Flooding in Mexico
June 21, 2013
On June 30, 2011, Tropical Storm Arlene made landfall near Cabo Rojo in Veracruz, Mexico. As the storm came ashore, the U.S. National Weather Service forecast total rainfall accumulations up to 8 inches (20 centimeters), and warned of potentially life-threatening flash floods and mudslides. The impact of Arlene’s heavy rain was clear in early July as the Moderate Resolution Imaging Spectroradiometer (MODIS) on NASA’s Aqua satellite passed overhead. MODIS captured the top image on July 5, 2011. For comparison, the bottom image shows the same area on June 19, 2011. The images use a combination of visible and infrared light to increase contrast between water and land. Water varies from electric blue to navy. Depending on land cover, areas above water range in color from green to brown. Clouds are pale to medium blue-green. A network of lakes extends inland from the city of Tampico. In the image from July 5, the lake network appears to have multiplied, with standing water covering large areas northwest and southwest of the city. Standing water is also apparent south of Cabo Rojo. On July 5, 2011, the Mexican government raised the official death toll for Arlene to 22, the Associated Press reported. Deaths occurred in multiple states, with the most deaths in Hidalgo. Arlene was the first named Atlantic storm of the season. Credit: NASA images courtesy MODIS Rapid Response Team, Goddard Space Flight Center. Caption by Michon Scott.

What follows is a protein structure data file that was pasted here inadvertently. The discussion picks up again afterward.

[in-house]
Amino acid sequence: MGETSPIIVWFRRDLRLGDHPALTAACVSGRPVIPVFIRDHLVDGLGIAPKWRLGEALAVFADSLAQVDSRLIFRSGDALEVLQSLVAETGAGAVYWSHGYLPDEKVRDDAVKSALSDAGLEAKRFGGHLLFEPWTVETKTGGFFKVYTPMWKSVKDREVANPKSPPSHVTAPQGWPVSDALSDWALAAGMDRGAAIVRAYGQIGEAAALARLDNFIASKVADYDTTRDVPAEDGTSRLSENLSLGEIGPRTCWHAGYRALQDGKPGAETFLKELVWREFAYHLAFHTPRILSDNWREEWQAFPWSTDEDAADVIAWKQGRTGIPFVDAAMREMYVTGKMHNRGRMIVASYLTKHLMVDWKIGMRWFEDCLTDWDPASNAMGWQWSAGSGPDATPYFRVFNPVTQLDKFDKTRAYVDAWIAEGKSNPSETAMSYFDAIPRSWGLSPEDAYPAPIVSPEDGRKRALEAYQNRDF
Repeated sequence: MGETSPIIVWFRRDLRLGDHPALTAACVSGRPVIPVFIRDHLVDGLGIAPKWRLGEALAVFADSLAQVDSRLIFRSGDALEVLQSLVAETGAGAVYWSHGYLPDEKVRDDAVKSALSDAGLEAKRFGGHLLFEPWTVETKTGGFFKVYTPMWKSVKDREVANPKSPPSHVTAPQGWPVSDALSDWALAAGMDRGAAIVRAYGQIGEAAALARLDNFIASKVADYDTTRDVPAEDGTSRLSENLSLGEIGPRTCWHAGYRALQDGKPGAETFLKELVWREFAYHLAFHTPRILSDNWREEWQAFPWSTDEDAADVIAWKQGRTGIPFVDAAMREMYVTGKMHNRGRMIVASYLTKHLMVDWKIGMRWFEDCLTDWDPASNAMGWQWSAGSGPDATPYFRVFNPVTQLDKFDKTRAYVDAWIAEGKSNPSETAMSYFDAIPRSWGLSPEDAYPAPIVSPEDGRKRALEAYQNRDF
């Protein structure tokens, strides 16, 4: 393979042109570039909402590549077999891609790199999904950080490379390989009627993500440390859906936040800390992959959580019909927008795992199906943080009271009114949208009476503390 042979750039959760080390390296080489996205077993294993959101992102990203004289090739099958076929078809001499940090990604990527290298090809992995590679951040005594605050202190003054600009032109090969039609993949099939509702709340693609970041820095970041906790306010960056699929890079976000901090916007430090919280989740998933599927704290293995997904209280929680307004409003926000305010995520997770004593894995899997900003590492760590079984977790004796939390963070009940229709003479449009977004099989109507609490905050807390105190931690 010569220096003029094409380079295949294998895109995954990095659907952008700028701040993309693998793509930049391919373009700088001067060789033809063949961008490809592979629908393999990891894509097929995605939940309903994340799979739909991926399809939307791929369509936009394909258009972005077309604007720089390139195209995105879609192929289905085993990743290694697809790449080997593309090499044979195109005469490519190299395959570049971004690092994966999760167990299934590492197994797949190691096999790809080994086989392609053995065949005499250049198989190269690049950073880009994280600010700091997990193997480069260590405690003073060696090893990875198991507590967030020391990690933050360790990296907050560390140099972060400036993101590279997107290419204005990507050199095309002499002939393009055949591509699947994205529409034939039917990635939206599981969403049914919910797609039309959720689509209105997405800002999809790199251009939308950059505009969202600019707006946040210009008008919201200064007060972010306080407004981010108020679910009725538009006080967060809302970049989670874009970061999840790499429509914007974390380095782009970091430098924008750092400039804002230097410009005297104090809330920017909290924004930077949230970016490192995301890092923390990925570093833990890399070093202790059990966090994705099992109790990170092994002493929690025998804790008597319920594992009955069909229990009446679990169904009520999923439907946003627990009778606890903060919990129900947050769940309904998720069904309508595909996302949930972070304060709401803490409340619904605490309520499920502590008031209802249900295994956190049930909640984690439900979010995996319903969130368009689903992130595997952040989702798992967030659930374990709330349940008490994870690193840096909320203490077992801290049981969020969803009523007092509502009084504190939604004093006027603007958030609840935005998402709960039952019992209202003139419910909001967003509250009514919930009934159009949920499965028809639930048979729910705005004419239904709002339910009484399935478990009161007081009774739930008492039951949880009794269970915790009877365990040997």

Topics: Disaster Accident, Tropical Storm Arlene, Spacecraft, Mexico, Weather, Cabo Rojo, Moderate-Resolution Imaging Spectroradiometer, Aqua, Earth, Spaceflight, Environment